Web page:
GP’s raise and manage venture funds, make investment decisions, analyze potential deals, hire on behalf of the fund, help their portfolio companies exit, and make the final call on what to do with the money they manage. Overall, a GP’s role narrows down to two key responsibilities: investing capital in high-quality companies and raising future capital.

GPs are paid from carry interest and management fees. For example, if carried interest is 20%, this means that 20% of a funds profits will be paid to the GP. 

Where does the actual capital for a venture fund come from? This is where Limited Partners come in. They are the money behind the venture fund. Typically, LPs are institutional investors such as:

  • University endowments
  • Pension funds
  • Sovereign funds
  • Insurance companies
  • Foundations
  • Family offices
  • High net worth individuals

The bread and butter of the venture fund structure is of course the portfolio companies. These startups receive financing from the venture fund in exchange for shares of preferred equity.

It depends on the individual fund, but to receive VC financing, portfolio companies must meet certain standards or requirements. Things like:

  • They should operate in a large market
  • Have product market fit
  • Have a great product that customers love
  • They must show promising economics and the ability to create a sizeable return for their investors

Here is a list of the biggest crypto VC companies: 

Angel investing

On the other hand you have angel investing which usually means investing at earlier stages than VC + angels operate alone and therefore write smaller checks than VC companies. Angel investing is simply the act of investing in early stage companies. This usually happens at the “pre-seed” or “seed” stage of a business, meaning before a product or service has been built, or early in its life cycle. Angel investing is high risk because most companies fail, but it also offers high upside in the event a company ends up succeeding.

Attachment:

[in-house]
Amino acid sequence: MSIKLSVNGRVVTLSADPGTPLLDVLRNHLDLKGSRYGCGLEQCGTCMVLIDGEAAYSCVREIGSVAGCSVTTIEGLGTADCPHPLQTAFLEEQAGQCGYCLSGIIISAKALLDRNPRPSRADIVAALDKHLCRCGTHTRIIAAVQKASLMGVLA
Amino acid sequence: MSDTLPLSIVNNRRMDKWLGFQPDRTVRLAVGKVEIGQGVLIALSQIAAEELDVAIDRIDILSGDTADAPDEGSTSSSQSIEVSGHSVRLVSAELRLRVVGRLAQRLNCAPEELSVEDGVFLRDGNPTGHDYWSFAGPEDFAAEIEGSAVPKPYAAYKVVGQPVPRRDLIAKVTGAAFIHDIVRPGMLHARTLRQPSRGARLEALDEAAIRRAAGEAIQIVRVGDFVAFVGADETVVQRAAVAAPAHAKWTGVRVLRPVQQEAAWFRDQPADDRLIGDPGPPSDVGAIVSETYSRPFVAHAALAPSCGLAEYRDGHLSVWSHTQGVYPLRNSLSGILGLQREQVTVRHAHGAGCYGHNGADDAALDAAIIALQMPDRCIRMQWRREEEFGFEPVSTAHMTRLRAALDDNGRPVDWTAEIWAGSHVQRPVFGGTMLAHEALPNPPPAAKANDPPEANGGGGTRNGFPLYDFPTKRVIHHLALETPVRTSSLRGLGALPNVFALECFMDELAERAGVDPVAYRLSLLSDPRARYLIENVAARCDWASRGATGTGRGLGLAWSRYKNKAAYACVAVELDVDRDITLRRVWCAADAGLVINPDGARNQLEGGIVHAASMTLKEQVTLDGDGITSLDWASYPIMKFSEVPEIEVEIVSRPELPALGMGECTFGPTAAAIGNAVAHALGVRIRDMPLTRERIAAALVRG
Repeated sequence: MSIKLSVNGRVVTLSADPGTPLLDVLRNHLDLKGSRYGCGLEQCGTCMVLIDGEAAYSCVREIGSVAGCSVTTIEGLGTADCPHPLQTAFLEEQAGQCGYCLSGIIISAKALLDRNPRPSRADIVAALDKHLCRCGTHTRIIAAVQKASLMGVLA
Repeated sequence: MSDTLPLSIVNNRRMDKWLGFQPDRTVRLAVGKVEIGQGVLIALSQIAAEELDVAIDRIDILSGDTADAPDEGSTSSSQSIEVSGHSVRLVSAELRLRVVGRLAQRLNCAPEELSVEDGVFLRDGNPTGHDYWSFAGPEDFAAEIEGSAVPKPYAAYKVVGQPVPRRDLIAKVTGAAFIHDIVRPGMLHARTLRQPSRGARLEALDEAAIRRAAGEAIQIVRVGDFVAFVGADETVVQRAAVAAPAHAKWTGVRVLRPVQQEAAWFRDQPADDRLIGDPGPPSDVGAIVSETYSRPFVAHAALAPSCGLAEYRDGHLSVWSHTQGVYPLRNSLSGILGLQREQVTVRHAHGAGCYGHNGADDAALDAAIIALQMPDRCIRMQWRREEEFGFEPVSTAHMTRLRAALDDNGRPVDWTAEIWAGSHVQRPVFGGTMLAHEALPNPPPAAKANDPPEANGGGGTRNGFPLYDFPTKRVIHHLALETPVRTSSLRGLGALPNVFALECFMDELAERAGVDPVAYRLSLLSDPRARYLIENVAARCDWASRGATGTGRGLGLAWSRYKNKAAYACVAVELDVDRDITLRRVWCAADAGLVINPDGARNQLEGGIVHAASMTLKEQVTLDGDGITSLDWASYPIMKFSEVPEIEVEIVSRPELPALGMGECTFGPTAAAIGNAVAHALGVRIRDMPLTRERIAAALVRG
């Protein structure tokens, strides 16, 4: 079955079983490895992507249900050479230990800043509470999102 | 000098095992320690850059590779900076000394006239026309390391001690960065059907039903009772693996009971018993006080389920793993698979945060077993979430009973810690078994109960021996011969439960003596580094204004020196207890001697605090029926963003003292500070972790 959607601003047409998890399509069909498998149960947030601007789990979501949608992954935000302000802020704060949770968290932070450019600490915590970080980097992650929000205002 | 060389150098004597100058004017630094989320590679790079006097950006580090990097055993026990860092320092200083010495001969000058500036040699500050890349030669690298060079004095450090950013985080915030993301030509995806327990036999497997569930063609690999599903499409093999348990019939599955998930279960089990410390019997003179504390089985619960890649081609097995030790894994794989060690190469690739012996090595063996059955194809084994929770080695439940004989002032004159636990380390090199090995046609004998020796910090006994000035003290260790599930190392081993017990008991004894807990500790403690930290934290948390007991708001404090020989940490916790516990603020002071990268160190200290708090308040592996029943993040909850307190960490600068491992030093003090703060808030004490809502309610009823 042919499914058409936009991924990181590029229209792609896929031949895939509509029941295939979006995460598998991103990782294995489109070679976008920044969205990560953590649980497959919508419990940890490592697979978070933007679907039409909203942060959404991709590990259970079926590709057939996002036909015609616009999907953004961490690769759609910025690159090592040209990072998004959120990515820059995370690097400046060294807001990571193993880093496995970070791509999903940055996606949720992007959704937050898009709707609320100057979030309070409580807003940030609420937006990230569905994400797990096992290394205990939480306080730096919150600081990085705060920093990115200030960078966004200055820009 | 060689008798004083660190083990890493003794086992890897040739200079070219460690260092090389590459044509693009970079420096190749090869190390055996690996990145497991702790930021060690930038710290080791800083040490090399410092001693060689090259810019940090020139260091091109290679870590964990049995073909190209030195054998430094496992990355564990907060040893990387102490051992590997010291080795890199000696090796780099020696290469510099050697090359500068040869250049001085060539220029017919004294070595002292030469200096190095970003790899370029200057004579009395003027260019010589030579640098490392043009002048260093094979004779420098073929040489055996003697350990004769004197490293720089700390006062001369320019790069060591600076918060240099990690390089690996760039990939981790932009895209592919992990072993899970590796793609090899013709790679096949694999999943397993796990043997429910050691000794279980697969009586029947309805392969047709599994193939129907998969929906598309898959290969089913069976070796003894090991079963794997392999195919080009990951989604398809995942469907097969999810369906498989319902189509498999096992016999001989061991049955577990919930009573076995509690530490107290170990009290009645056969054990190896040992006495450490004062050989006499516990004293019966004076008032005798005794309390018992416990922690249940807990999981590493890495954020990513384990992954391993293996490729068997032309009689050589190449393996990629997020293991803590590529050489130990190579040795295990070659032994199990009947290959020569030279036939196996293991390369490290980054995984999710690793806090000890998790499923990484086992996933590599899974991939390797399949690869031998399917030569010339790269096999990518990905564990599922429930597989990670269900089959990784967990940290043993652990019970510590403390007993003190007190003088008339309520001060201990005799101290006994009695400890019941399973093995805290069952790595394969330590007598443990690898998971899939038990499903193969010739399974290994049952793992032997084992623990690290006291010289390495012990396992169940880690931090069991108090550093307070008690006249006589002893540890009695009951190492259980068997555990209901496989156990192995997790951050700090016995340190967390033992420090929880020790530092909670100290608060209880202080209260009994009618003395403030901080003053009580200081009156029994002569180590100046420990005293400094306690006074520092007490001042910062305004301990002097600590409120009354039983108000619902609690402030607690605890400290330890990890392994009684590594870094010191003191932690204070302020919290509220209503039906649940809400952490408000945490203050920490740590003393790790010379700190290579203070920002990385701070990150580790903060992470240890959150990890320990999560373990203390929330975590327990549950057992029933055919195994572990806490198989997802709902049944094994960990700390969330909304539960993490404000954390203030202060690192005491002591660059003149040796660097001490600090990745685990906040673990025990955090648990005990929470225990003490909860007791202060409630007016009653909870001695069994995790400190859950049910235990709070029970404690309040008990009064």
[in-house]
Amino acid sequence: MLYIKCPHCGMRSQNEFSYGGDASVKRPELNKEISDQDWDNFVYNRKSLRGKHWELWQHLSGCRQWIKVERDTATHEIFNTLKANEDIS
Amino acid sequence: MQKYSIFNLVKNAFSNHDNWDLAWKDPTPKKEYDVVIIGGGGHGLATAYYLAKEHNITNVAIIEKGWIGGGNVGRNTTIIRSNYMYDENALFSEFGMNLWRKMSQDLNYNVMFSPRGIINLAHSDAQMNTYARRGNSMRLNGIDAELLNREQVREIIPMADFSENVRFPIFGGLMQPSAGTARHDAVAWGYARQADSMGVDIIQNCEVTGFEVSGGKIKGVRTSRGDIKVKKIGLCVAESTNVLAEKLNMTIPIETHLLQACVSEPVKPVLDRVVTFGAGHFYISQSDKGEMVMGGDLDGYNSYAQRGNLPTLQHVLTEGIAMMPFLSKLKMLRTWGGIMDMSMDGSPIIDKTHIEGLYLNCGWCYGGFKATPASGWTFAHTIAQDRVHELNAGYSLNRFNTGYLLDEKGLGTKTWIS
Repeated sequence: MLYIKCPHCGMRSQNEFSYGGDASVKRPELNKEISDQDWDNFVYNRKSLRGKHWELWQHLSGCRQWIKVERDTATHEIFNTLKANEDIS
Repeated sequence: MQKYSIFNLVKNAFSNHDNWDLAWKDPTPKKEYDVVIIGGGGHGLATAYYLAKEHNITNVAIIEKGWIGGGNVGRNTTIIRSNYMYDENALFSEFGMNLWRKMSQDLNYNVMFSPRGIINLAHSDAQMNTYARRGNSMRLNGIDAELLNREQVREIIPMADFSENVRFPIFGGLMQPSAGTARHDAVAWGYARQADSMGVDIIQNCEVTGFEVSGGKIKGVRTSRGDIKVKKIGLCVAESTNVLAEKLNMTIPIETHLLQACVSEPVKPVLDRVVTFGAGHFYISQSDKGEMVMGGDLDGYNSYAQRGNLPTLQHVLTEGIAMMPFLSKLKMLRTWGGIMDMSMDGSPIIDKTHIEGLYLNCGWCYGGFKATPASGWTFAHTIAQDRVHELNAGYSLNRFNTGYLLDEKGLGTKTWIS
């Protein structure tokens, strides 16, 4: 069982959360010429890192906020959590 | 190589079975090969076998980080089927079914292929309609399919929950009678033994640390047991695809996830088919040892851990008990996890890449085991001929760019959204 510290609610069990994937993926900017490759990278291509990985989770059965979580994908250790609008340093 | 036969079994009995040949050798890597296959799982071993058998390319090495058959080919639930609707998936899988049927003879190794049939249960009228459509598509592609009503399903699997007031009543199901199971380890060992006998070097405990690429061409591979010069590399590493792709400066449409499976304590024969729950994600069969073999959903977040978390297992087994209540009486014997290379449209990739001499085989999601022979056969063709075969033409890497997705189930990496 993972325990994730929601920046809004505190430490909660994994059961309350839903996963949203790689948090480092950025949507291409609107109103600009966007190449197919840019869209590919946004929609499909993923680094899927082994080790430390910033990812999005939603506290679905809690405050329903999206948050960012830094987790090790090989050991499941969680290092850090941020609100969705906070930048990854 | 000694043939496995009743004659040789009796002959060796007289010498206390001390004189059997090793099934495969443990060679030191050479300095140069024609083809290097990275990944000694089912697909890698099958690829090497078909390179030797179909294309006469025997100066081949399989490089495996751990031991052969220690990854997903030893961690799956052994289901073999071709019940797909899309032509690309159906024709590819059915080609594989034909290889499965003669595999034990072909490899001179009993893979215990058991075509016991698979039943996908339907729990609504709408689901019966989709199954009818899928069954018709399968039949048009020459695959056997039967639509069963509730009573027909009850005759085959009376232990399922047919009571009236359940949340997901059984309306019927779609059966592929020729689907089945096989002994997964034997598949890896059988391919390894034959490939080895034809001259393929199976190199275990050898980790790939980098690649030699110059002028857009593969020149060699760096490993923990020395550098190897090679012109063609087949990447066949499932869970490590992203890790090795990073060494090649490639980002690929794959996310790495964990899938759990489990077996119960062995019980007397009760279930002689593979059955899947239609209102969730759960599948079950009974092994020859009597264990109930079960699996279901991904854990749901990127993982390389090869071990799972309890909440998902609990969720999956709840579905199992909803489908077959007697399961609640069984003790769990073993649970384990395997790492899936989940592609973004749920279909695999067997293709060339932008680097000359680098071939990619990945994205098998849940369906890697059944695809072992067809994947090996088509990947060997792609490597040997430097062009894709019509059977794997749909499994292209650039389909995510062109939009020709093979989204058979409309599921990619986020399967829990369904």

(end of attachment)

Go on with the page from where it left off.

What I love about this space in general is that you can be a nobody, and after 1-3 year you can be one of the more important voices in the space if you put in the time, effort and consistency. The space is so new that even if you don’t have a degree from an elite university, you can become an expert in this field. It’s all about trial, error and curiosity.

So how did I start angel investing myself?

To answer this question we need to go back to where it all started. Before I got into crypto I was a stock market “bro” and my Twitter that I created in January 2019 was mostly focusing on this + life maxxing. Before Twitter I had a blog where I talked about investing, and I’ve also written a couple of newsletters (which I have now deleted). For me being full-time in crypto started in 2021 some months after I quit my 9-5. In the start I was just apeing NFTs, DeFi farms and random shitcoins on Binance. But after writing threads and thoughts about DeFi protocols for a while I was starting to get offered deal flow. In the start I simply rejected these deals because I felt inexperienced, but I gradually learned that there was many people who knew way less than me, that already was in the game.

As you know I am a KOL/influencer (hate the name, but it is what it is). And with a relatively large audience on Twitter (300k followers) and on Substack (30k subscribers), founders of projects reached out to me asking me if I wanted to invest in them, often with no strings attached. However, there is a gentleman’s rule that you should post something about the project, which makes 100% sense. The project gets exposure —> people get interested —> more people buy → price increases. Pretty self explaining really.